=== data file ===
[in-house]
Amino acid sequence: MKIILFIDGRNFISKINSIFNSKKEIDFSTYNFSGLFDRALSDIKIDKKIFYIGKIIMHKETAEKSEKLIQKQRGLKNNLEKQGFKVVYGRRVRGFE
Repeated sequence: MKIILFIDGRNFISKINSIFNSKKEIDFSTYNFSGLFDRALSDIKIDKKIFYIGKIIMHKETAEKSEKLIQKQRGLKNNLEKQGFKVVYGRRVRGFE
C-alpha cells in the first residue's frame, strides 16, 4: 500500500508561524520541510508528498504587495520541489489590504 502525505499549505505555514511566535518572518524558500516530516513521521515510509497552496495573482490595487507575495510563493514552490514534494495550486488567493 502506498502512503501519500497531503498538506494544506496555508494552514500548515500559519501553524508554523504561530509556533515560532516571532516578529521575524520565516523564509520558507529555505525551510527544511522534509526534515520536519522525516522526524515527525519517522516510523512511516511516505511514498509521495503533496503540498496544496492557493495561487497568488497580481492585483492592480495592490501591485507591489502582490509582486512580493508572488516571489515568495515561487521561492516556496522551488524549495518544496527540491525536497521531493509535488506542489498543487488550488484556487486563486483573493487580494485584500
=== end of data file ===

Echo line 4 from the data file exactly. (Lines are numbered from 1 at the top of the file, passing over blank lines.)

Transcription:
C-alpha cells in the first residue's frame, strides 16, 4: 500500500508561524520541510508528498504587495520541489489590504 502525505499549505505555514511566535518572518524558500516530516513521521515510509497552496495573482490595487507575495510563493514552490514534494495550486488567493 502506498502512503501519500497531503498538506494544506496555508494552514500548515500559519501553524508554523504561530509556533515560532516571532516578529521575524520565516523564509520558507529555505525551510527544511522534509526534515520536519522525516522526524515527525519517522516510523512511516511516505511514498509521495503533496503540498496544496492557493495561487497568488497580481492585483492592480495592490501591485507591489502582490509582486512580493508572488516571489515568495515561487521561492516556496522551488524549495518544496527540491525536497521531493509535488506542489498543487488550488484556487486563486483573493487580494485584500